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Retail Business Job Sector Factsheet
The retail job sector covers a huge range of employment. Retail is mainly about
selling new and used goods in a wide range of retail outlets such as stores and on
the rapidly expanding internet market. The retail business also includes its supply
chains – the sourcing, supplying, purchasing, packaging, marketing and delivery of
the right goods to sell to customers.
To make it easier to find the information you need for your career planning we have
split this wide sector into the main job areas of:
Store Operations on pages 2 – 3.
Buying on page 4.
Customer Contact Centres on page 5.
Marketing on pages 6 – 7.
Logistics on pages 8 – 9.
For each job area you’ll be able to find out more about types of jobs and how much
people earn.
Retail businesses also employ people in business, administration, finance and
information technology jobs to support large organisations. You can find out more
about jobs in these sectors in the business, administration and finance and the
information technology factsheets.
Plus at the end of this document, on pages 10 to 17, we’ve put together information
about the whole retail business sector including:
o The ways into retail.
o The job market.
o Future trends.
o What’s happening locally
o Website addresses of specialist sites that you can explore if you’d like
to find out more.
Store Operations
Most retail jobs are in store operations. Jobs include management roles such as
supervisor and retail manager and work on the shop floor such as a sales assistant
and checkout operator.
Examples of these jobs include:
Retail managers are in overall charge of a retail outlet. This could be a department
store, local or national chain store, supermarket or an independent shop selling
goods such as clothes, books, wine, gifts or electrical items. In large stores, there
may be more than one manager, each responsible for a specific department, and
there will also usually be other managerial staff at a lower supervisory level working
on the shop floor.
Retail assistants deal with all aspects of retailing such as keeping displays looking
good, restocking shelves, greeting customers, dealing with queries and sales,
operating tills and barcode readers and keeping the retail outlet clean and tidy. Their
work varies, depending on the type and size of the store.
Checkout operators help customers, who have chosen their shopping, to pack and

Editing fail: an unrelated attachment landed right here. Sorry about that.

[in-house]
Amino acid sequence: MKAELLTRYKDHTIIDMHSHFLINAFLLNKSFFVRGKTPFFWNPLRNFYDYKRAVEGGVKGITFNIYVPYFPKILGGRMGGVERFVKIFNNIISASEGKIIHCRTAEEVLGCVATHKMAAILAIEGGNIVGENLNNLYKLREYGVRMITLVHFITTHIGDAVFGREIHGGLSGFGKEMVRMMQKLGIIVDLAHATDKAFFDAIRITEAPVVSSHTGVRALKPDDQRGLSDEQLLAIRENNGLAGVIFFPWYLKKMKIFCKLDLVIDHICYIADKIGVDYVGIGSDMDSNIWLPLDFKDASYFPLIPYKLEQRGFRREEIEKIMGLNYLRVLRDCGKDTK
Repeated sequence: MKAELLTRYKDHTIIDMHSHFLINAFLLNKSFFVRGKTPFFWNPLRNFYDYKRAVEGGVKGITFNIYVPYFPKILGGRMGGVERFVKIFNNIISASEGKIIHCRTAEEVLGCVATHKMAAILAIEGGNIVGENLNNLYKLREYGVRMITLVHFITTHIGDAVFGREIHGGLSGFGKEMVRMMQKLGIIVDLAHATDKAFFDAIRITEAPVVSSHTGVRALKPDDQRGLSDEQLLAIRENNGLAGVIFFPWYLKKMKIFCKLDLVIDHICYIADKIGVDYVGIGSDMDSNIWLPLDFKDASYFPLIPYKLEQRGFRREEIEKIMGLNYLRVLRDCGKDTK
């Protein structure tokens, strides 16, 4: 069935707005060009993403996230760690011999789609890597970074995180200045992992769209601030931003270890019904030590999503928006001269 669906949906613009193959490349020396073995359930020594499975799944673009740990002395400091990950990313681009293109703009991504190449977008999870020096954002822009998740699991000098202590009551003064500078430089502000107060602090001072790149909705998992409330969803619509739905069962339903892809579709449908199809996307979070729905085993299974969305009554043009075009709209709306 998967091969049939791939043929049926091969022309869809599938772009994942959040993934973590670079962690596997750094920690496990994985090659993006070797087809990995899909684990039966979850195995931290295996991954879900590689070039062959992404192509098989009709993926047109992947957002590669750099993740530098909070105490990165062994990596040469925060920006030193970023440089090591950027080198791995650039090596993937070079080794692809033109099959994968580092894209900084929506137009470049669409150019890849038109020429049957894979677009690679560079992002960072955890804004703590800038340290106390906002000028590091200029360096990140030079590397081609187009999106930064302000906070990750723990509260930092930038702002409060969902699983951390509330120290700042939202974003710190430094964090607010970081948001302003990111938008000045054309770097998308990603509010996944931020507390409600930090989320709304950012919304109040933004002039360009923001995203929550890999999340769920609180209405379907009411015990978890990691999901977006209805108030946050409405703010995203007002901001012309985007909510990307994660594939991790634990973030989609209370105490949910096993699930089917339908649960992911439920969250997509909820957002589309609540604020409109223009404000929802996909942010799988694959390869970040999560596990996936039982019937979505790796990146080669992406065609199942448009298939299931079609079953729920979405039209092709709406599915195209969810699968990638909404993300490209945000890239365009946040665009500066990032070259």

pay for their goods. They do a range of other duties including weighing and pricing
some items such as vegetables, removing security tags, answering customers
queries, checking age of customer when selling age-restricted products such as
knives and reporting any problems or difficulties to their supervisors. They may also
need to spend time away from their till, filling shelves, checking stock and working on
a customer service desk.
Personal shoppers are employed to give customers advice on the clothes and
accessories that suit them. To do this they will carry out a consultation to find out as
much as possible what the customer is looking for, what colours suit their skin and
hair colouring and what styles suit their body shape. They would then take the
customer around the store giving advice and selecting items for them to try. They
would keep records for future visits and sales calls and also organise sales and
delivery if needed.
This section only includes a sample of jobs in store operations - other jobs
include; stock replenishment assistant/stock control, department manager, floor
manager, supervisors, and specialist sales assistants in areas such as bookselling,
butcher, floristry, greengrocery and jewellery sales.
Want to know more?
The information in this jobs section is a summary of what’s involved in each of the
highlighted jobs and only a few jobs are listed to give a snapshot of this sector.
You can also use the Next Step website to find out
about 100s of jobs and careers, including the ones listed above and many, many
Retail Managers may earn from around £16,000 - £36,000 a year. Senior
managers in charge of very large stores in some areas may earn up to
Retail Assistants may earn around £12,000 a year and with experience may
be able to earn between £13,000 and £16,000.
Checkout operators may earn around £12,000 a year and with experience
may be able to earn £16,000 or more.
Personal Shoppers may earn around £13,000 a year and with experience
may be able to earn between £18,000 and £25,000.
Buying for retail businesses is about purchasing the best merchandise to sell making
sure that the price, quality and availability are right. Buyers can maximise profits if
they understand what will sell, and get it at the right price and in the best condition.
Jobs in buying include:
Retail buyers plan, select and buy the goods that are sold in retail businesses.
Many buyers have a specialist area that they buy - for example buying the wines for
a large chain of supermarket or clothes for a fashion chain. They need to be able to
work out what the current trends and buying patterns are and search out new
products and suppliers.
Retail merchandisers negotiate prices with suppliers as they need to help to
maximise profit. They liaise with retail buyers, who select the product ranges, to plan
the range of goods to be sold. Merchandisers decide on the exact quantity of goods
to order and determine specific stock levels for each retail outlet - often using